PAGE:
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Trial record 1 of 1 for:    NCT02715544
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Promoting Healthy Eating and Active Playtime by Connecting Preschool Children to Nature (Play&Grow)

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ClinicalTrials.gov Identifier: NCT02715544
Recruitment Status : Recruiting
First Posted : March 22, 2016
Last Update Posted : August 27, 2018
Sponsor:
Information provided by (Responsible Party):
Dr. Tanja Sobko, The University of Hong Kong

Brief Summary:
Recent research suggests a majority of Hong Kong's toddlers (aged 2 to 4) are much less active than is recommended and are increasingly engaged in sedentary behaviour, which places them at risk of becoming overweight or obese. The proposed project will test whether connecting families to nature positively influences physical activity (that is, active playtime) and healthy eating routines in children aged 2 to 4. The investigators have recently conducted a pilot study Play & Grow (P&G), a programme based on the most successful international preschool interventions described in the literature. In addition to adopting healthy eating and physical activity intervention elements, the programme was enhanced by including a novel third element: connectedness to nature (CN). To test the effectiveness of this enhanced intervention, the plan is to run a family-based randomised controlled trial (RCT). The intervention will include 240 families with children aged 2 to 4, will take the form of one-hour activity sessions for parents and children held once a week for 10 weeks. The investigators will assess lifestyle-related habits before, immediately after the completion the intervention, at 6 months and one year after the intervention. Created for this purpose, a novel measuring tool for connectedness to nature, Nature Relatedness Scale (NRS), will be validated and tested for reliability prior to the RTC. The results of RCT are intended to be used to understand which components of the intervention were most effective. The objectives of this project will be achieved over a 36-month period, and it is expected to contribute to a close examination of key components of successful healthy lifestyle promotion programme during early childhood. The investigators predict that is that the new element CN will significantly improve the intervention. Finally, the overall aim is that connecting families to nature will result in sustainable lifestyle changes that remain with them for a lifetime.

Condition or disease Intervention/treatment Phase
Sedentary Lifestyle Overweight Eating Disorders Other: Healthy lifestyle Other: physical activity and dietary guidelines Not Applicable

Detailed Description:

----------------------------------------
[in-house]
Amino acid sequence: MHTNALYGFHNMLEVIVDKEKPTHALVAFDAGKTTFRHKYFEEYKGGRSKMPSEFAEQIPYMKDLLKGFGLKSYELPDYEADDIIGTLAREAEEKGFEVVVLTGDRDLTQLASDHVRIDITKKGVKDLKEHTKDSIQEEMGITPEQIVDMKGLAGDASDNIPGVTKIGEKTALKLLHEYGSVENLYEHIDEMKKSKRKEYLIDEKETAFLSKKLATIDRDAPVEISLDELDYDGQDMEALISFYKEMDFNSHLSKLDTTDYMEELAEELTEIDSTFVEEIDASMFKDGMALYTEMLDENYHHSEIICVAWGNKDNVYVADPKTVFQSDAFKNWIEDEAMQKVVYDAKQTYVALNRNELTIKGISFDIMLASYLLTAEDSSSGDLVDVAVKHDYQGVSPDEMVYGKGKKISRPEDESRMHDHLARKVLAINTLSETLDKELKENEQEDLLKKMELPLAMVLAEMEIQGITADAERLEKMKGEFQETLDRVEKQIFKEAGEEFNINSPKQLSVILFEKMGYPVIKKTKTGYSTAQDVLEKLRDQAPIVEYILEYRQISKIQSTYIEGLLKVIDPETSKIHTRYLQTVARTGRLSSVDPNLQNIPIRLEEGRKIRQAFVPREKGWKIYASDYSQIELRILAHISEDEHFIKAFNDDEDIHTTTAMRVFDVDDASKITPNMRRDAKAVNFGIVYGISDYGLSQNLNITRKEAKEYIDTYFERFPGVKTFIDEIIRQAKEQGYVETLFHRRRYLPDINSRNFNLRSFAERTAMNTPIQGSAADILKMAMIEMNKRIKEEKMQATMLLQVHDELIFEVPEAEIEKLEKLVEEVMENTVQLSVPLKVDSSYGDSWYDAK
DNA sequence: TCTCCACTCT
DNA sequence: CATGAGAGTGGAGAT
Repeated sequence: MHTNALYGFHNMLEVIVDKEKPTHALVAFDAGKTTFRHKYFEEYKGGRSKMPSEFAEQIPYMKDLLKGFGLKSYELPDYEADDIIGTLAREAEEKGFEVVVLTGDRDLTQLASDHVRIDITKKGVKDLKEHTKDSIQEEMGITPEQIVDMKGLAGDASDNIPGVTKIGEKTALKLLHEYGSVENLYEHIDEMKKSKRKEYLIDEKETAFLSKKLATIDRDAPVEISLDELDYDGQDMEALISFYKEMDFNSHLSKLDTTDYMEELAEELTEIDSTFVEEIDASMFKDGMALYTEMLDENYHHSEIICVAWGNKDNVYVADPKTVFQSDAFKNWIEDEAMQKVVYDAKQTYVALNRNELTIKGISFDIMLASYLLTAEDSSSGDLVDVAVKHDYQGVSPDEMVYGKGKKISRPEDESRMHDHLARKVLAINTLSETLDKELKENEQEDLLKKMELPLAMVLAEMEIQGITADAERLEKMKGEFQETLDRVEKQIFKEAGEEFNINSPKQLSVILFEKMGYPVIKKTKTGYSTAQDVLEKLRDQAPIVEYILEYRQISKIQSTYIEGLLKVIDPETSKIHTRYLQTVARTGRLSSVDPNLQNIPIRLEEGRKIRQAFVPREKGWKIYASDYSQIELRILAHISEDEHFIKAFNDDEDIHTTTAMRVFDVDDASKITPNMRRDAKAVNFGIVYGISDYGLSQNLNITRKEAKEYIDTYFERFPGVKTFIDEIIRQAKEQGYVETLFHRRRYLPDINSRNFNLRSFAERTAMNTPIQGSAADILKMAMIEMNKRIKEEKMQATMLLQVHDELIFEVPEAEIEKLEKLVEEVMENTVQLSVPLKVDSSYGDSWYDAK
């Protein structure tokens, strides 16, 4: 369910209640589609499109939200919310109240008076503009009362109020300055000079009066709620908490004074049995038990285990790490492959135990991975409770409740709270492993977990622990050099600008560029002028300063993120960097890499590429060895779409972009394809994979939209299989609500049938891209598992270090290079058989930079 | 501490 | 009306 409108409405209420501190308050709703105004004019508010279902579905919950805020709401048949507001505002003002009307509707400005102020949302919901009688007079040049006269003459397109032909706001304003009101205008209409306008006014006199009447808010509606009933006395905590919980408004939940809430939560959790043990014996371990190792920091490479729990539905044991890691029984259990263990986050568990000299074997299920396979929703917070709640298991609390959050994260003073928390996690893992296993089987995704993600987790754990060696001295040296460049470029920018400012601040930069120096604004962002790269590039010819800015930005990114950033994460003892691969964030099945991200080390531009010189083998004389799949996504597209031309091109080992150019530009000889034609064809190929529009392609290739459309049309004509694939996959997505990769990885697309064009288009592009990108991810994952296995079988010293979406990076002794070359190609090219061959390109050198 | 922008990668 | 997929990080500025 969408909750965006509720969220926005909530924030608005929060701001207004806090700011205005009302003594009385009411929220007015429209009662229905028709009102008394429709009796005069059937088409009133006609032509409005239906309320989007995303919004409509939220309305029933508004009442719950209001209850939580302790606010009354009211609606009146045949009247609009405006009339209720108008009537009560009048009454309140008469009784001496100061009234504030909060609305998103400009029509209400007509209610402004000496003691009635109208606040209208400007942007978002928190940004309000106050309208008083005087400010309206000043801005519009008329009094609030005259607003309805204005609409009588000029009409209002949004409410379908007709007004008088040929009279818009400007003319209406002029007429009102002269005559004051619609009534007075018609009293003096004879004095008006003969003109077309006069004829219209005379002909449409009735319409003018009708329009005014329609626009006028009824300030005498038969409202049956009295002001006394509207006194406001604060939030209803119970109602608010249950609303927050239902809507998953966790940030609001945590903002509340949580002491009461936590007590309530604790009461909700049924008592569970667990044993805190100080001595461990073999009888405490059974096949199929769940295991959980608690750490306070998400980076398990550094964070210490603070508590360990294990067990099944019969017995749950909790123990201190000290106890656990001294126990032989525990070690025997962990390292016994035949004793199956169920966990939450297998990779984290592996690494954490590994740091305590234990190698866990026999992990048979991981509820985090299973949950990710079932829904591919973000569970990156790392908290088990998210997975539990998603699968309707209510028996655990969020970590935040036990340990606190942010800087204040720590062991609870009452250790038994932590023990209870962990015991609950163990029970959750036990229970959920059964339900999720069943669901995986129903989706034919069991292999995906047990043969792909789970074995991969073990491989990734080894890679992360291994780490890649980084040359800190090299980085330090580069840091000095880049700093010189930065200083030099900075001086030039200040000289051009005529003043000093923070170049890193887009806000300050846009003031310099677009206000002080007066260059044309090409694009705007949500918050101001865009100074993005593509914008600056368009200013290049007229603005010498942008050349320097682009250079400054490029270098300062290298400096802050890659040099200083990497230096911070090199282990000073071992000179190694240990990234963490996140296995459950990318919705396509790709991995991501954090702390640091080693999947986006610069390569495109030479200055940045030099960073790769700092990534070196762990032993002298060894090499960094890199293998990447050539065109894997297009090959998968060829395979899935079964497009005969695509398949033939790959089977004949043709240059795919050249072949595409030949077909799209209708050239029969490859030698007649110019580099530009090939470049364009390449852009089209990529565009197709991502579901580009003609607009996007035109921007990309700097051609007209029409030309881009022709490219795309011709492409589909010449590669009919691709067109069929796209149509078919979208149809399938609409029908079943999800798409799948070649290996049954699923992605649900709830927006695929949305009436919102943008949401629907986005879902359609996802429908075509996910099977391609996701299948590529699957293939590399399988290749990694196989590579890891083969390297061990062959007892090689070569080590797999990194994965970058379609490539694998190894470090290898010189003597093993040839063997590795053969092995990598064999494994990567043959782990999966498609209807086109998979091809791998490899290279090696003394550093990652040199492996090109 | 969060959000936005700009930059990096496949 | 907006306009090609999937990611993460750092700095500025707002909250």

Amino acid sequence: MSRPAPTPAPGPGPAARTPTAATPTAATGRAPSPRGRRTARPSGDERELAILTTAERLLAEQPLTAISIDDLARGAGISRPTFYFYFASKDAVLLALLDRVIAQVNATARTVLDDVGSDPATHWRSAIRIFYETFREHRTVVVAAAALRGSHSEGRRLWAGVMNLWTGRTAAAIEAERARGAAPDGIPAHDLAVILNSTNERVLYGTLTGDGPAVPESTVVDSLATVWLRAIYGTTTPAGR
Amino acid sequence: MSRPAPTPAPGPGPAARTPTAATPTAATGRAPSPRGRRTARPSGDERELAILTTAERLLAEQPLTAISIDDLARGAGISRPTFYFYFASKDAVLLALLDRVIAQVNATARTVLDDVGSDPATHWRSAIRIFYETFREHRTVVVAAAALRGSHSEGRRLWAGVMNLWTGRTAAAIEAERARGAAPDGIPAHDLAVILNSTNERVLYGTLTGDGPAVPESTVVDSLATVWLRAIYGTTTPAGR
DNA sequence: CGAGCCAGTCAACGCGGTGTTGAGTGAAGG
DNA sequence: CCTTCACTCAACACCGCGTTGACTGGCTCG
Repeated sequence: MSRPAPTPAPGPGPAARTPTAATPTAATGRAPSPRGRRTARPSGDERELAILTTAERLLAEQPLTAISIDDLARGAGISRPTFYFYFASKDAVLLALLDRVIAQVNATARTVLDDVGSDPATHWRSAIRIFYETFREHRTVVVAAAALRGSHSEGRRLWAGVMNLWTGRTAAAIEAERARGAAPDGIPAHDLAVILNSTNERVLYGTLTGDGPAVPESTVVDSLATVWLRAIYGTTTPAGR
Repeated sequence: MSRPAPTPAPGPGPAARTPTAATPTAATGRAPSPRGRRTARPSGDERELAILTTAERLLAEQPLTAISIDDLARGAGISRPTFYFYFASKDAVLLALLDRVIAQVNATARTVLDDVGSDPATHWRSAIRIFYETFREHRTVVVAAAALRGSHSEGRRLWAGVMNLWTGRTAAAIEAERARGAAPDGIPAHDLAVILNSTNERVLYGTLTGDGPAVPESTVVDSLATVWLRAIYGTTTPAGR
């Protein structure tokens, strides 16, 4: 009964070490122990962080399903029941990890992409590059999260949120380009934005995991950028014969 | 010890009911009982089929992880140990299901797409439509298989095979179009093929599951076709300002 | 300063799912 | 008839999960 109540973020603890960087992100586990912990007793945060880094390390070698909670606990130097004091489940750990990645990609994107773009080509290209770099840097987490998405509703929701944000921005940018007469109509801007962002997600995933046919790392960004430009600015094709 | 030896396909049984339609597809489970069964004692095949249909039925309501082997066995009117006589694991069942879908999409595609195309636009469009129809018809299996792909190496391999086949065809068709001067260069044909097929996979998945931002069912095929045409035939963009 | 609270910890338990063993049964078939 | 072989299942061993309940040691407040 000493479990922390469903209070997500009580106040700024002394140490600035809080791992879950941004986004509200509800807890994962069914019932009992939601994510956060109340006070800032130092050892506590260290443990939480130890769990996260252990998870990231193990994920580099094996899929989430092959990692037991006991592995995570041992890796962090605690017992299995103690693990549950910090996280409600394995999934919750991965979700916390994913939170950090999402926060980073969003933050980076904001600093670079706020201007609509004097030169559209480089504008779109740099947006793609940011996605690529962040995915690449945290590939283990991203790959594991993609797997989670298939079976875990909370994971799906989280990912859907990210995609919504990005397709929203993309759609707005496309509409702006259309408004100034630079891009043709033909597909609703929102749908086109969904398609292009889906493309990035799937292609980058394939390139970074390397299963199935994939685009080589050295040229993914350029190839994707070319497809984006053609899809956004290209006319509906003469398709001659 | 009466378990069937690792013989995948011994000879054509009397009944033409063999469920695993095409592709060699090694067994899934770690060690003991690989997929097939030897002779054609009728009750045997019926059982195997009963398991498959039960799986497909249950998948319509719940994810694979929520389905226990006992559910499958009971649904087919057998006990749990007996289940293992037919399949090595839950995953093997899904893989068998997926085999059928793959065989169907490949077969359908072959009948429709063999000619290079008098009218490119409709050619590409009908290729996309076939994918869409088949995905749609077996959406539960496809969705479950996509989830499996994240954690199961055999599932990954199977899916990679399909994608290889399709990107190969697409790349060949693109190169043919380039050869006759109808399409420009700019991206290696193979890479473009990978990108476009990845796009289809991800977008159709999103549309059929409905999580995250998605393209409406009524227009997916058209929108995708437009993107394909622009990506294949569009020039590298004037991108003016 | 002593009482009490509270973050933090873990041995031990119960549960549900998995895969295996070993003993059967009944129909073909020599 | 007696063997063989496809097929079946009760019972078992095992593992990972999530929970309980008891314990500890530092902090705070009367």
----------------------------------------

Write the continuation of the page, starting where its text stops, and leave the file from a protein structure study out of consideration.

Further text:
Proper nutrition and physical activity are essential for a healthy life. Time spent in nature has also been proven beneficial. Systematic reviews have shown that nature-related activities enhance general well-being as reflected in increased physical activity, a healthier diet, reduced stress and better sleep. However, existing programmes promoting healthy lifestyles in children focus almost exclusively on diet and physical activity. None, to the inestigators's awareness, taken into consideration interactions, or connectedness with nature. Connectedness to nature/nature relatedness is a relatively new concept that, to date, has been investigated primarily in adults.The concept suggests, for example, that engaging in activities in a natural environment can induce a feeling of connectedness to nature. Exposing preschool children to nature and to thinking about nature in different ways could stimulate nature relatedness as a measurable construct. When children are placed in a natural setting, they are more likely to be physically active. Natuxral products such as fruits and vegetables are widely acknowledged to improve health. As noted above, parents are children's role models, and the investigators therefore believe that connecting parents with nature will have benefits for their children. Many habits and attitudes are developed early in life, and those related to the natural world are no exception. In fact, children are inherently interested in their environment and in nature in general. The hypothesis is that both indoor and outdoor nature-related activities may induce connectedness and bring about positive changes in both eating and activity habits (short-term outcomes) in preschool children, in turn leading to a healthier lifestyle (long-term outcomes).The aim of P&G is to encourage healthy eating habits and active play in children from an early age, and to bring about healthy behavioural changes in families. The programme also includes a CN element designed to equip parents with environmental knowledge and skills. The generated re- and post-test comparison data indicated the effectiveness of the programme (not presented here). A detailed manual and full resource kit were created, and each session consisted of: (i) a 15-minute theoretical education component (food, activity, CN), and (ii) a 30-minute component on indoor and outdoor nature-related activities, such as playing with nature objects and searching for natural treasures. Some nature activities were food-related (e.g. growing plants, creating miniature indoor gardens, and healthy cooking). The control group received an information folder containing government-recommended physical activity and dietary guidelines for children. To enhance participation, the sessions were scheduled for weekends. The outcome data was collected using a number of scales and questionnaires addressed eating, active play and nature-related habits before and after the program, and focus group discussions were held at the beginning and end of the programme. The programme proved popular amongst participants and the results demonstrated significant positive changes on number of health-related outcomes, such as food habits and caregiver physical activity levels.